And That Was… April 2024

April is that strange period when Daylight Savings ends and yet there is still a late afternoon glow that makes you realise that we are not yet fully ensconced in Winter. There is an optimism found in that glow, one that masks the panic that often sets in when you click that we are a third of the way through the year. I guess April feels like a lovely, calm swansong. And importantly, the longer nights, before it gets too cold, allow for a bit more creative activity, whether outside or in the studio (depending on your personal preferences) – the grandeur of Summer and large-scale murals replaced with a smaller sense of possibility. What did we love in April? Read on and find out…

Dove @ The Climate Action Campus

There is some real action taking place at the Avonside site of the Climate Action Campus, with the A-Maze-Ink art trail allowing artists the opportunity to brighten the walls with artwork that illuminates the campus kaupapa. One of our favourites is Dove‘s striking painting of a tauhou and korimako against a busy background – an example of the artist’s smooth style, the work is at once calming and energetic.

Freshly Wet Paste-Ups

We love seeing a flurry of activity on the streets, so the recent installation of a series of large paste-up works across the city by Dark Ballad and Klaudia Bartos gave us a real shot in the arm. From the nightmarish darkness of Dark Ballad’s wood-block works to the twisted visages of Klaudia’s characters, the stark black and white works are just delightful… ly disarming.

Alfa and Teknq in New Brighton

Clearly visible as I drive home, I have loved watching this collab between TEKNQ and ALFA come together – even if it has proven a distraction from attentive driving. The fiery colour palette of the pieces, accompanied by the Skull Kid character from the Legend of Zelda – Majora’s Mask game, add an ominous quality but also perfectly play off the existing wall and building’s qualities.

Vice Australia X Meep

We can’t reveal too much as the video is still in post-production, but we had a blast hanging out with local superstar Kophie a.k.a Meep and the crew from Vice Australia as they explored Ōtautahi Christchurch’s varied offerings – spanning our city’s eats, treats and streets! Stay tuned for the end product…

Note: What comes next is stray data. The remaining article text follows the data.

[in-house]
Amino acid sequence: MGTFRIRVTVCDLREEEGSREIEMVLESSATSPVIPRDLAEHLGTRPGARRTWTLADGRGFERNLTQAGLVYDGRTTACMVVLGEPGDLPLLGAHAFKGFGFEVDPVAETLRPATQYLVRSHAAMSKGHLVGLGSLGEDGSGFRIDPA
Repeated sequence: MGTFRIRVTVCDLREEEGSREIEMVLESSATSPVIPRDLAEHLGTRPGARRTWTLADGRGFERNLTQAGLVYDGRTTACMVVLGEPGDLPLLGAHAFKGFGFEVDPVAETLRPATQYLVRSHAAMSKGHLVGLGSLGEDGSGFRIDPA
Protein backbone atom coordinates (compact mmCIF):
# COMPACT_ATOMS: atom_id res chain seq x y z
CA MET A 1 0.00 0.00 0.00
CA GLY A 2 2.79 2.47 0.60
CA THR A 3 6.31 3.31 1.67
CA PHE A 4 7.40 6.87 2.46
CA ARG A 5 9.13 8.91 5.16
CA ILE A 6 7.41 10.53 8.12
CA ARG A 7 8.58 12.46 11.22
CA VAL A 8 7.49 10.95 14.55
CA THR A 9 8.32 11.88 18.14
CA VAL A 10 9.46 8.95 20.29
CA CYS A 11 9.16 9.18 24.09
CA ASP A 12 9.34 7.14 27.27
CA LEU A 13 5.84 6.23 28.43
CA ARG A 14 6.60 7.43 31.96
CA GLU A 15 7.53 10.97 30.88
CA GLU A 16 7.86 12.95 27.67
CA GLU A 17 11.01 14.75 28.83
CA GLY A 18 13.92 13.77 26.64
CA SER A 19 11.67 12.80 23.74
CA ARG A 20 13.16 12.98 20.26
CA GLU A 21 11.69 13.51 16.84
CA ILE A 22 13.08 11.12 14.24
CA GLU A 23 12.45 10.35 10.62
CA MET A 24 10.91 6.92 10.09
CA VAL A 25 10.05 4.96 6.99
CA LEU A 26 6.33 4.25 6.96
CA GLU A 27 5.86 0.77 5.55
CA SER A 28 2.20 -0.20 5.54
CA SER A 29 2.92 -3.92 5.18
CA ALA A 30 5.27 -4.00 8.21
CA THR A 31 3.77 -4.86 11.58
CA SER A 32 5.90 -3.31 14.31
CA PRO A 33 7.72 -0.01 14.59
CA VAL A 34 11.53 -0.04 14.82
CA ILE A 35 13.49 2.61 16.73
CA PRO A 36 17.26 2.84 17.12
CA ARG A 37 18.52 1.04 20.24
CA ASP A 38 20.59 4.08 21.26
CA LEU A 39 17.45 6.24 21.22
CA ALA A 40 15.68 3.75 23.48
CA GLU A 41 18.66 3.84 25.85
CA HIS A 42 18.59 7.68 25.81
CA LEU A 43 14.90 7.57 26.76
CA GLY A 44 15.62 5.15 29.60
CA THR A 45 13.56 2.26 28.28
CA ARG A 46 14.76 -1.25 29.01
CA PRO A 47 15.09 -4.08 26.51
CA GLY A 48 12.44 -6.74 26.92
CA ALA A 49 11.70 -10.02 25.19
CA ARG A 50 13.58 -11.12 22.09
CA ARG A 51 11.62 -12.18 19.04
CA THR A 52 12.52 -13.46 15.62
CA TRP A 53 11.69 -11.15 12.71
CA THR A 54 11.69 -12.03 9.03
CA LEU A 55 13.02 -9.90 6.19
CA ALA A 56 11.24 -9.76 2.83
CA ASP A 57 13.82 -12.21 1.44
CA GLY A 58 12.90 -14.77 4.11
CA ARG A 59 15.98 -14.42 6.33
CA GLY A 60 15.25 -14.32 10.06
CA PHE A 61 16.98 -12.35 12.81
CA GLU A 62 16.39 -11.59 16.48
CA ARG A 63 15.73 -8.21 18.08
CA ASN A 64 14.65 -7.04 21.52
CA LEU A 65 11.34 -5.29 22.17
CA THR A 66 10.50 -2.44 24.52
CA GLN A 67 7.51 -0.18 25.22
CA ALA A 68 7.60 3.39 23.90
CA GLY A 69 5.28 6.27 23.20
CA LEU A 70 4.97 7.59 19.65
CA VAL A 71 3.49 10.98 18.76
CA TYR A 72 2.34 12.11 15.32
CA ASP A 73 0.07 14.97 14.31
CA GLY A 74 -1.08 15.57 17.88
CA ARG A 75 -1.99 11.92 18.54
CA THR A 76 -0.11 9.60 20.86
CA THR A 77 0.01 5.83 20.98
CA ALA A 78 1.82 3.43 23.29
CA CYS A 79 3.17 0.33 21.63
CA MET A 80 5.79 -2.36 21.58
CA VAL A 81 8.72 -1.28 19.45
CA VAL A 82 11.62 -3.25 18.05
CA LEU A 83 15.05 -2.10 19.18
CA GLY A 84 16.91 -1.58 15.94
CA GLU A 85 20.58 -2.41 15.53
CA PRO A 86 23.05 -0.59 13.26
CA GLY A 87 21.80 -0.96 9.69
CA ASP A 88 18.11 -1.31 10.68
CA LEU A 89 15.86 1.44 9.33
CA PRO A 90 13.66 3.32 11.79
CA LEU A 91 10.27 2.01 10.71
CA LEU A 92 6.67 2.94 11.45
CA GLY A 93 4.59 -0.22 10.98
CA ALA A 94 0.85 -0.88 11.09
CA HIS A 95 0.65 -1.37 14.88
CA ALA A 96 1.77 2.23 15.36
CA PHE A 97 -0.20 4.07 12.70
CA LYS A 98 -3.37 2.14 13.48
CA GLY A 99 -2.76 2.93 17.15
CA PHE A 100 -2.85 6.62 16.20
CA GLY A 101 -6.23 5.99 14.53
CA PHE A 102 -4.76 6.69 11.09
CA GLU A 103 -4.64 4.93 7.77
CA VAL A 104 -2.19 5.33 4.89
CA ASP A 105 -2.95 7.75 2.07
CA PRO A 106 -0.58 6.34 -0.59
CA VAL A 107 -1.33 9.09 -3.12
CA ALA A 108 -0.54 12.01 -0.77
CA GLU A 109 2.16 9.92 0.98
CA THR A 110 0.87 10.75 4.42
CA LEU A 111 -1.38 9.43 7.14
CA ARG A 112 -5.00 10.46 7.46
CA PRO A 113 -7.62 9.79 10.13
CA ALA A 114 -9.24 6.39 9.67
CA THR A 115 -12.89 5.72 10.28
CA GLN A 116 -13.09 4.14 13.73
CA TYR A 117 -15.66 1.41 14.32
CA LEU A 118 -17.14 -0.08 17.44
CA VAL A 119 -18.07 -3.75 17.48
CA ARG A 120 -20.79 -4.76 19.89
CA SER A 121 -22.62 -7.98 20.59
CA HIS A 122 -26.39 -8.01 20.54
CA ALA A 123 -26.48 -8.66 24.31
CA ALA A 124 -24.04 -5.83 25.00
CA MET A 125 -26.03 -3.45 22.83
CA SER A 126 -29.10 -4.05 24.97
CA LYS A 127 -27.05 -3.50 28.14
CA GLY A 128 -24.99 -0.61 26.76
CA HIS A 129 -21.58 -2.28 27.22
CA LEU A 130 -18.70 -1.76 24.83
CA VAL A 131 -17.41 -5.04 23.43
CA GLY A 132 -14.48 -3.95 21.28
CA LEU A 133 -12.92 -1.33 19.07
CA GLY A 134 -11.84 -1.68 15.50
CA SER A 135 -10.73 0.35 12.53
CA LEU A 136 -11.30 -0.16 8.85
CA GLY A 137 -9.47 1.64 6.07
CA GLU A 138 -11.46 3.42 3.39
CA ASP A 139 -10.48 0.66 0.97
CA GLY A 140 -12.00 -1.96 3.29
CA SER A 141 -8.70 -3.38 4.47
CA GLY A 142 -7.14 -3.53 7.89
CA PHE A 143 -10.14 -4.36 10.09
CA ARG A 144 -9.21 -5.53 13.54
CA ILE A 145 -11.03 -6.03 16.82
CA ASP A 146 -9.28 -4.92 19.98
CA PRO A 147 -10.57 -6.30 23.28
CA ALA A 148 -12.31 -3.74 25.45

Shōgun

As the weather becomes perfect for spending time indoors, it is a good chance to share what we have been watching – and nothing has been as good as Shōgun on Disney+! Based on the 1975 novel by James Clavell, the series explores the political machinations of 17th Century Japan. Centred on Yoshii Toranaga, John Blackthorne, Lady Mariko and the charismatic Yabushige, the show revels in the delicious details and the subterfuge of “men talking in rooms” (thanks House of R podcast). After one episode, we were hooked and a binge followed – dive in!

These were our picks, what caught your eye in April? Let us know in the comments…

And That Was… March 2024

March is often a final flurry of activity before the weather slowly changes, sunlight lessens and opportunities for public projects get a little bit harder and people start to prefer the warnth and shelter of studios and indoor spaces. Despite this, we found a lot to like out there in Ōtautahi over the month of March and now it is our pleasure to share our finds! From small pleasures to collaborative productions and even an exhibition or two, here are some our favourite things…

A Tribute to Hamish Kilgour

I Go Side On at the Pūmanawa Gallery at The Arts Centre Te Matatiki Toi Ora provided a beautiful and poignant tribute to the life and art of Hamish Kilgour – one of Aotearoa’s most beloved musical figures (he founded The Clean alongside his brother David). The show, created by Paul Kean and Alec Bathgate, collected a range of works, including paintings, drawings, doodles and ephemera, all accompanied by recollections of encounters with Kilgour. The urgent creative drive and earnest personal narratives combined for a touching experience.

Riccarton Jam

The popular trackside spot on Riccarton Road received a freshen up with a jam by some of the city’s most respected graffiti artists past and present, including Ikarus, Lurq, Morks, Dcypher, Pest5, Post, Drows and Foul. With a few flashes of nostalgia (CatDog anyone?) and a heap of history, the wall is a testament to Christchurch graffiti…

Youth Art at the Climate Campus